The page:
"Who uses our products?"
"Who might we be missing or overlooking?"
"How could we better anticipate the needs of more folks?"
These and many other user-focused questions drive the work of UXRs. Questions about ease of use, delight in experience, and areas of growth are core to a human-centered design practice. The UXD team at Lenovo has been thinking about these questions a lot lately. They create software and hardware solutions for a range of users and the UXD team—like the broader UX community—seeks to inject empathy into product and engineering decisions.
Recently, Lenovo codified a mission to expand how product teams think about who they're innovating for, as defined in their company vision to lead and enable ‘Smarter Technology for All’. Specifically, the mission is to spotlight diversity, access, and inclusion earlier and more frequently across the product research and insights processes. Lenovo believes that designing products with these critical considerations in mind will not only empower and engage more people, but will improve the experiences of current users.
This case story explores Lenovo's focus on accessibility, diversity, and inclusion in research from two altitudes. The first is from the strategic level (speaking with Matt Geary Senior Manager of UXD Research and Insights), for a peek at how mission becomes practice, and the second from the tactical (speaking with Dana Gierdowski, Senior Manager of UXD User Research), where the practice meets the research designs. This twin look offers a rare glimpse into how innovative, user-centric companies like Lenovo are aligning teams to shared goals and creating impact through user research.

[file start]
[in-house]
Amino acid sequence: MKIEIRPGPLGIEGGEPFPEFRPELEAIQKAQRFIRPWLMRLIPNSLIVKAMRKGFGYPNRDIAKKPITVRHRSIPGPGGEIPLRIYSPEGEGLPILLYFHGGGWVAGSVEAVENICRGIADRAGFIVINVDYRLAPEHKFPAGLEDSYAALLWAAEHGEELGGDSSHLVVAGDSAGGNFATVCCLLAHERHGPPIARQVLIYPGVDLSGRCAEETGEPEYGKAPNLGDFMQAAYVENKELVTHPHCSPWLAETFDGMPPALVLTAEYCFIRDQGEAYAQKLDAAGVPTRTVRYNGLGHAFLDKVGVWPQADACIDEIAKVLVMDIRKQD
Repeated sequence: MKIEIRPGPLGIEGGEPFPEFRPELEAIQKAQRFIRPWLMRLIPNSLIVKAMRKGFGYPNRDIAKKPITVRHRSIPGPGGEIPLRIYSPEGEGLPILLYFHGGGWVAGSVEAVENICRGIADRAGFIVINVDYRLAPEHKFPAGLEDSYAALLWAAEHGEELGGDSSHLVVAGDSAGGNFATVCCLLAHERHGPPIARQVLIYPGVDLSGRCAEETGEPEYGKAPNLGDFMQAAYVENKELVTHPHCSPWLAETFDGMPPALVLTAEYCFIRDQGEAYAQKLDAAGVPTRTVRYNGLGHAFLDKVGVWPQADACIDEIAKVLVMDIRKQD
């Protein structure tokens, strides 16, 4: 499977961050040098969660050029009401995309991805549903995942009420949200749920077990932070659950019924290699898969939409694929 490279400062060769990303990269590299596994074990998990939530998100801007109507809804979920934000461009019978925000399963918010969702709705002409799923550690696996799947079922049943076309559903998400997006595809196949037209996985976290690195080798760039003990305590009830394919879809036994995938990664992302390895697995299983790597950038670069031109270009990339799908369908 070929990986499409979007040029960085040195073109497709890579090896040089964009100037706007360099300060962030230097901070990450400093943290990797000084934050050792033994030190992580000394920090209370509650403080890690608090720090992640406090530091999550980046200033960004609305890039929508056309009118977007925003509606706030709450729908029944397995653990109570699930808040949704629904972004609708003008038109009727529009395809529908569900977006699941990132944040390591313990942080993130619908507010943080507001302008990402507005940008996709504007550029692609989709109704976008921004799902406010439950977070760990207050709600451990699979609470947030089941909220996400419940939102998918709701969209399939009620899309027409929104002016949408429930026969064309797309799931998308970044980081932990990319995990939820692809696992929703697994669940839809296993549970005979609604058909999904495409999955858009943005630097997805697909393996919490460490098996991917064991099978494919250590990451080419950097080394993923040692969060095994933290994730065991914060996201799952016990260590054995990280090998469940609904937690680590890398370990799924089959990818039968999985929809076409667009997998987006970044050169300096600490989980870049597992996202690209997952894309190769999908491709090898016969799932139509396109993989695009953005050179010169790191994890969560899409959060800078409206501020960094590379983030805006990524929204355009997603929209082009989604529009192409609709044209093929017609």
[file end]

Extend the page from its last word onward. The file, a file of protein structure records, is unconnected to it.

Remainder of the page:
A product culture focused on access, diversity, and inclusion
Matt: Our leadership started asking questions about how we might put our mottos and missions into action tactically. The core company vision is "Smarter technology for all," which naturally led our teams in user experience to think about accessibility, diversity, and inclusion.
In order to create visibility and drive movement across our product lines, leadership established the Product Diversity Office (PDO), which helps our research and product teams foreground and weave DEI into our processes systematically. We call this set of practices and the reviews of our work Diversity by Design. Our goal is to get at least 75% of Lenovo products through the PDO review by 2025.
By systematizing it and creating that review process, it gives us the space to ask, "Who might we be missing or not considering with this product?" This affects not only how and who we recruit research participants, but offers us a chance to ask how a thing might work more inclusively. For example, with folks attending meetings virtually more and more, what assumptions might be baked into a camera and how it functions?
The way it registers a person, blurs the areas around them (or not) or interprets their skin, hair, and other outward features. AI technology, 3D cameras...this is cool tech, but might it be overlooking, or how might it be skewing an experience based on a person's appearance? Those are questions we want to surface earlier, before something is in-the-wild.